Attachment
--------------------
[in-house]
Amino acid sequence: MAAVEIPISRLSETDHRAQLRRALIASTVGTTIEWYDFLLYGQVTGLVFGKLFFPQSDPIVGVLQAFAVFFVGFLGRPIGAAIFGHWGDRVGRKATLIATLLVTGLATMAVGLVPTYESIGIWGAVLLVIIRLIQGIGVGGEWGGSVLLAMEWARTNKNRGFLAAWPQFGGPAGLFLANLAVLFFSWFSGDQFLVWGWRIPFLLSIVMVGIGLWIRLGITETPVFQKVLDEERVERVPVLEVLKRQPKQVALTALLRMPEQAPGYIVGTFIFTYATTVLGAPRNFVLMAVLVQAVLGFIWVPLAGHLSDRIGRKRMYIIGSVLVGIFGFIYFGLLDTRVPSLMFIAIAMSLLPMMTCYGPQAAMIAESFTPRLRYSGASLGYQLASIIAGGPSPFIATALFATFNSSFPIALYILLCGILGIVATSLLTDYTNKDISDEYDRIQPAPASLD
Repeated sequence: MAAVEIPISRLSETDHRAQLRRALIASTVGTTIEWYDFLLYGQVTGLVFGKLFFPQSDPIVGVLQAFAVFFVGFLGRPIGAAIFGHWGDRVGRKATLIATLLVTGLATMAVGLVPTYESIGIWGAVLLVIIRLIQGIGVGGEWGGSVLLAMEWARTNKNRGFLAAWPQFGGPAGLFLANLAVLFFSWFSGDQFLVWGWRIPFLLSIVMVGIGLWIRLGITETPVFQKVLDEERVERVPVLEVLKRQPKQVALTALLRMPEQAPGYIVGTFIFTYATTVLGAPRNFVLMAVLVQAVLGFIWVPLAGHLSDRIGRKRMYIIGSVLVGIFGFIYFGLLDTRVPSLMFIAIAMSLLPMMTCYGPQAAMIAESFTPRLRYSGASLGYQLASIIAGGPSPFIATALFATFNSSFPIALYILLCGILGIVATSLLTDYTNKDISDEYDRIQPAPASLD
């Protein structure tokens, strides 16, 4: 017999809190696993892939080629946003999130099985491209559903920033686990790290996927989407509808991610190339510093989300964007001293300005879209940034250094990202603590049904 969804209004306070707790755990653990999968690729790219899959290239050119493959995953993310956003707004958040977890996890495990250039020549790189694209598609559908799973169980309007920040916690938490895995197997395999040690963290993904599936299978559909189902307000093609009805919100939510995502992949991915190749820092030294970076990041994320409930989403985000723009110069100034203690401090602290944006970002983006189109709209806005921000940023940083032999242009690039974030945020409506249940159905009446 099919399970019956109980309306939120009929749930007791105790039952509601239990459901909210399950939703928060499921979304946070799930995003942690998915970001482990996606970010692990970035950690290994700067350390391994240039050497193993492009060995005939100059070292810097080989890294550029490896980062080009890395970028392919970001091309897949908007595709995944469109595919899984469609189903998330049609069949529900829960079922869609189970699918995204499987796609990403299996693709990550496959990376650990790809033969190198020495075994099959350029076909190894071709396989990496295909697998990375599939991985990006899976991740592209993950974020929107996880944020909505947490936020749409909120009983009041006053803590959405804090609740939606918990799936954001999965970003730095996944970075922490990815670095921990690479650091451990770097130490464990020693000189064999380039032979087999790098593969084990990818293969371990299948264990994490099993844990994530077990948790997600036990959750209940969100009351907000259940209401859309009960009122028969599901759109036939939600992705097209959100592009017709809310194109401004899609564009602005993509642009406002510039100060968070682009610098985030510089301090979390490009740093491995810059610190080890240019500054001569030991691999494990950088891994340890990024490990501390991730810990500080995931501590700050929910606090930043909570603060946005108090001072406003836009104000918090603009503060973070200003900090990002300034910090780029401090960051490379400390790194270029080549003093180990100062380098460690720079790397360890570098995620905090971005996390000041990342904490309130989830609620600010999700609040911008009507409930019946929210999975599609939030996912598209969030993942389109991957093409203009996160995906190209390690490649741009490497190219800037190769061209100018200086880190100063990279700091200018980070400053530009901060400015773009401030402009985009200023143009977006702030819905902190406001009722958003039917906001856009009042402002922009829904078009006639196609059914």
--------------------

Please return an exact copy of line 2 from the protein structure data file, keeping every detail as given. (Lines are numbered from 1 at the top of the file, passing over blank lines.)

Amino acid sequence: MAAVEIPISRLSETDHRAQLRRALIASTVGTTIEWYDFLLYGQVTGLVFGKLFFPQSDPIVGVLQAFAVFFVGFLGRPIGAAIFGHWGDRVGRKATLIATLLVTGLATMAVGLVPTYESIGIWGAVLLVIIRLIQGIGVGGEWGGSVLLAMEWARTNKNRGFLAAWPQFGGPAGLFLANLAVLFFSWFSGDQFLVWGWRIPFLLSIVMVGIGLWIRLGITETPVFQKVLDEERVERVPVLEVLKRQPKQVALTALLRMPEQAPGYIVGTFIFTYATTVLGAPRNFVLMAVLVQAVLGFIWVPLAGHLSDRIGRKRMYIIGSVLVGIFGFIYFGLLDTRVPSLMFIAIAMSLLPMMTCYGPQAAMIAESFTPRLRYSGASLGYQLASIIAGGPSPFIATALFATFNSSFPIALYILLCGILGIVATSLLTDYTNKDISDEYDRIQPAPASLD